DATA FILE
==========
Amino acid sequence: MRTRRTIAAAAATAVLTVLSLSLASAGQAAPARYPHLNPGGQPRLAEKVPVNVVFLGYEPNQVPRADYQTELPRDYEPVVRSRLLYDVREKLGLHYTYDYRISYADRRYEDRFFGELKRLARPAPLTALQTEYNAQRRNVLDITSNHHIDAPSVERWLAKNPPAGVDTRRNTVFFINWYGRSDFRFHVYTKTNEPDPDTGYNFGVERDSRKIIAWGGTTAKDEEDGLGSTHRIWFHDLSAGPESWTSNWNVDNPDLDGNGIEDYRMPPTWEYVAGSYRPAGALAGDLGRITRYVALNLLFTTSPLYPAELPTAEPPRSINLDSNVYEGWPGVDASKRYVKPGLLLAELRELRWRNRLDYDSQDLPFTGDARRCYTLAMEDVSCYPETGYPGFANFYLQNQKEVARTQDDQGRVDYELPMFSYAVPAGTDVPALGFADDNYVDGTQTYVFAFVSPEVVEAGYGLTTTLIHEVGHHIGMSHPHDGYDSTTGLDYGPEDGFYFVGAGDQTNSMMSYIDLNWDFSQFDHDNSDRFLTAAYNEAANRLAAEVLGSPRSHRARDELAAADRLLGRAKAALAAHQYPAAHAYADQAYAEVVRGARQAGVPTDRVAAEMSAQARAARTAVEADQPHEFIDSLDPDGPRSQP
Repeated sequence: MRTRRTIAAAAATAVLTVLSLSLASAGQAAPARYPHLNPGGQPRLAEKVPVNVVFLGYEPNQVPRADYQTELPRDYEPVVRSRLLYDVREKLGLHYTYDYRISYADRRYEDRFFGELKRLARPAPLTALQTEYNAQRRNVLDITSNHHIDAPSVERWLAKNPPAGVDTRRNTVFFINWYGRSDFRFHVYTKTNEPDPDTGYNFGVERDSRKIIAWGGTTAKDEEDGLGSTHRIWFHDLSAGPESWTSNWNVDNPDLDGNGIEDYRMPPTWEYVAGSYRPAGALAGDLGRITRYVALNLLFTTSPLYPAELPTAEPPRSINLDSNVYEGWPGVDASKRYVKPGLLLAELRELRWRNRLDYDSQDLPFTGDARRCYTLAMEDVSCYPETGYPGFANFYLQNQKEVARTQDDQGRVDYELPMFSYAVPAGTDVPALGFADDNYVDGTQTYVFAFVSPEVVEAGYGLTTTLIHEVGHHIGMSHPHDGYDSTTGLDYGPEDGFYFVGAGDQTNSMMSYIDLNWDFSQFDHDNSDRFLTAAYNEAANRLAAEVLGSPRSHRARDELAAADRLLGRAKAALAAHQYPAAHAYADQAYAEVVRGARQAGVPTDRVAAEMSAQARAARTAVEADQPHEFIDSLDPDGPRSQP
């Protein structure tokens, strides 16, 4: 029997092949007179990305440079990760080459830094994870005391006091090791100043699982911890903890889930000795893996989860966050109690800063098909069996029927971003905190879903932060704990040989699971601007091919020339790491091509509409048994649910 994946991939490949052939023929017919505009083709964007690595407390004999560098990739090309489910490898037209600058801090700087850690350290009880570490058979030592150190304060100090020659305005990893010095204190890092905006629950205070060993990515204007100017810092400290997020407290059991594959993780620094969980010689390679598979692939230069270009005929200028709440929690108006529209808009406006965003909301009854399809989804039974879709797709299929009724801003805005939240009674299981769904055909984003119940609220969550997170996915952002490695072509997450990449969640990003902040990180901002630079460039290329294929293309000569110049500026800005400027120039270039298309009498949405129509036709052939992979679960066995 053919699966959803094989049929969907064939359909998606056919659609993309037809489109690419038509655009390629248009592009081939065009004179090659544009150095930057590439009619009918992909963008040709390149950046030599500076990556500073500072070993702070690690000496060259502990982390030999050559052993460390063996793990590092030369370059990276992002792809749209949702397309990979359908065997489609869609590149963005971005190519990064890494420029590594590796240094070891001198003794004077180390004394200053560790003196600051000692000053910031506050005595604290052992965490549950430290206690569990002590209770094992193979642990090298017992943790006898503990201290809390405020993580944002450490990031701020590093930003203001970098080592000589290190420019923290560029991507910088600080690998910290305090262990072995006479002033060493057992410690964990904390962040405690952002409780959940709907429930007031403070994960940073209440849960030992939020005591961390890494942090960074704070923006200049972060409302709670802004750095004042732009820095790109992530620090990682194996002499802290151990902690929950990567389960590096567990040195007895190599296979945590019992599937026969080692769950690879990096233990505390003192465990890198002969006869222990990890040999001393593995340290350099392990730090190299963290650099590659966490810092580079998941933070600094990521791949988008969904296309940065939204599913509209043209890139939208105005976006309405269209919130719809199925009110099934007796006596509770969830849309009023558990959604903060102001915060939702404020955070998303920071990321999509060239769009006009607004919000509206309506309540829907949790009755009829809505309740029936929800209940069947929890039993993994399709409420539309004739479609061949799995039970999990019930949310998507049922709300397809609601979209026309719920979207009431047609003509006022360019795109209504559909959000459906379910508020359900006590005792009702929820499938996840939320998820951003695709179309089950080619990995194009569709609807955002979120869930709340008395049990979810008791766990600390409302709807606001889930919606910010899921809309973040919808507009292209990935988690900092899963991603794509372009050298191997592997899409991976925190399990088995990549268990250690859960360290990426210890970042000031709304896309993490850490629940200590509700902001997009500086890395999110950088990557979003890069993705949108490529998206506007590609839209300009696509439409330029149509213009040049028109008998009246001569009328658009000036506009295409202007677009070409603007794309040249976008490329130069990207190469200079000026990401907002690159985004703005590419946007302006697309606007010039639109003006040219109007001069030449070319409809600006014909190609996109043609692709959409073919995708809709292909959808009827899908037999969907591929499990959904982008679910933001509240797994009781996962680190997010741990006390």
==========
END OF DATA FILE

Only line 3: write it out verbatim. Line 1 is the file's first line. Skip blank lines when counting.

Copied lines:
């Protein structure tokens, strides 16, 4: 029997092949007179990305440079990760080459830094994870005391006091090791100043699982911890903890889930000795893996989860966050109690800063098909069996029927971003905190879903932060704990040989699971601007091919020339790491091509509409048994649910 994946991939490949052939023929017919505009083709964007690595407390004999560098990739090309489910490898037209600058801090700087850690350290009880570490058979030592150190304060100090020659305005990893010095204190890092905006629950205070060993990515204007100017810092400290997020407290059991594959993780620094969980010689390679598979692939230069270009005929200028709440929690108006529209808009406006965003909301009854399809989804039974879709797709299929009724801003805005939240009674299981769904055909984003119940609220969550997170996915952002490695072509997450990449969640990003902040990180901002630079460039290329294929293309000569110049500026800005400027120039270039298309009498949405129509036709052939992979679960066995 053919699966959803094989049929969907064939359909998606056919659609993309037809489109690419038509655009390629248009592009081939065009004179090659544009150095930057590439009619009918992909963008040709390149950046030599500076990556500073500072070993702070690690000496060259502990982390030999050559052993460390063996793990590092030369370059990276992002792809749209949702397309990979359908065997489609869609590149963005971005190519990064890494420029590594590796240094070891001198003794004077180390004394200053560790003196600051000692000053910031506050005595604290052992965490549950430290206690569990002590209770094992193979642990090298017992943790006898503990201290809390405020993580944002450490990031701020590093930003203001970098080592000589290190420019923290560029991507910088600080690998910290305090262990072995006479002033060493057992410690964990904390962040405690952002409780959940709907429930007031403070994960940073209440849960030992939020005591961390890494942090960074704070923006200049972060409302709670802004750095004042732009820095790109992530620090990682194996002499802290151990902690929950990567389960590096567990040195007895190599296979945590019992599937026969080692769950690879990096233990505390003192465990890198002969006869222990990890040999001393593995340290350099392990730090190299963290650099590659966490810092580079998941933070600094990521791949988008969904296309940065939204599913509209043209890139939208105005976006309405269209919130719809199925009110099934007796006596509770969830849309009023558990959604903060102001915060939702404020955070998303920071990321999509060239769009006009607004919000509206309506309540829907949790009755009829809505309740029936929800209940069947929890039993993994399709409420539309004739479609061949799995039970999990019930949310998507049922709300397809609601979209026309719920979207009431047609003509006022360019795109209504559909959000459906379910508020359900006590005792009702929820499938996840939320998820951003695709179309089950080619990995194009569709609807955002979120869930709340008395049990979810008791766990600390409302709807606001889930919606910010899921809309973040919808507009292209990935988690900092899963991603794509372009050298191997592997899409991976925190399990088995990549268990250690859960360290990426210890970042000031709304896309993490850490629940200590509700902001997009500086890395999110950088990557979003890069993705949108490529998206506007590609839209300009696509439409330029149509213009040049028109008998009246001569009328658009000036506009295409202007677009070409603007794309040249976008490329130069990207190469200079000026990401907002690159985004703005590419946007302006697309606007010039639109003006040219109007001069030449070319409809600006014909190609996109043609692709959409073919995708809709292909959808009827899908037999969907591929499990959904982008679910933001509240797994009781996962680190997010741990006390």